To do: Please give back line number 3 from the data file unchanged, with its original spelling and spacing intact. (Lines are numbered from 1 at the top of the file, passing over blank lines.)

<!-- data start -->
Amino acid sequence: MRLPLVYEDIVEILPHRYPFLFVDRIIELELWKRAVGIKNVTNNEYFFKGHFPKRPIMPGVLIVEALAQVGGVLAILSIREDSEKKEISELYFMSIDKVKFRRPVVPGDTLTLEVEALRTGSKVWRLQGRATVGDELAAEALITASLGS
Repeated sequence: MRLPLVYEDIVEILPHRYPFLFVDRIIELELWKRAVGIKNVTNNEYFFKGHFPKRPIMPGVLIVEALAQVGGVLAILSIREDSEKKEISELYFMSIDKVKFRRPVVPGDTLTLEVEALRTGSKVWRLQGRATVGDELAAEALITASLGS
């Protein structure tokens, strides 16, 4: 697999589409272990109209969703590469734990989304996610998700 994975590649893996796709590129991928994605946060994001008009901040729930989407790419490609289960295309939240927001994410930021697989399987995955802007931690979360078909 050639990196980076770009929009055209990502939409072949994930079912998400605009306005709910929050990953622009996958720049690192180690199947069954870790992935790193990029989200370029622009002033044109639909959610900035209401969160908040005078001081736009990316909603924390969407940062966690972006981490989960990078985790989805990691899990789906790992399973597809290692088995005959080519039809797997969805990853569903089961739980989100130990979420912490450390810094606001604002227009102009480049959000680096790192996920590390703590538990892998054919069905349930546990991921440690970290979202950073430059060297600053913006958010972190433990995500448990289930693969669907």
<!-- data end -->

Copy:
């Protein structure tokens, strides 16, 4: 697999589409272990109209969703590469734990989304996610998700 994975590649893996796709590129991928994605946060994001008009901040729930989407790419490609289960295309939240927001994410930021697989399987995955802007931690979360078909 050639990196980076770009929009055209990502939409072949994930079912998400605009306005709910929050990953622009996958720049690192180690199947069954870790992935790193990029989200370029622009002033044109639909959610900035209401969160908040005078001081736009990316909603924390969407940062966690972006981490989960990078985790989805990691899990789906790992399973597809290692088995005959080519039809797997969805990853569903089961739980989100130990979420912490450390810094606001604002227009102009480049959000680096790192996920590390703590538990892998054919069905349930546990991921440690970290979202950073430059060297600053913006958010972190433990995500448990289930693969669907």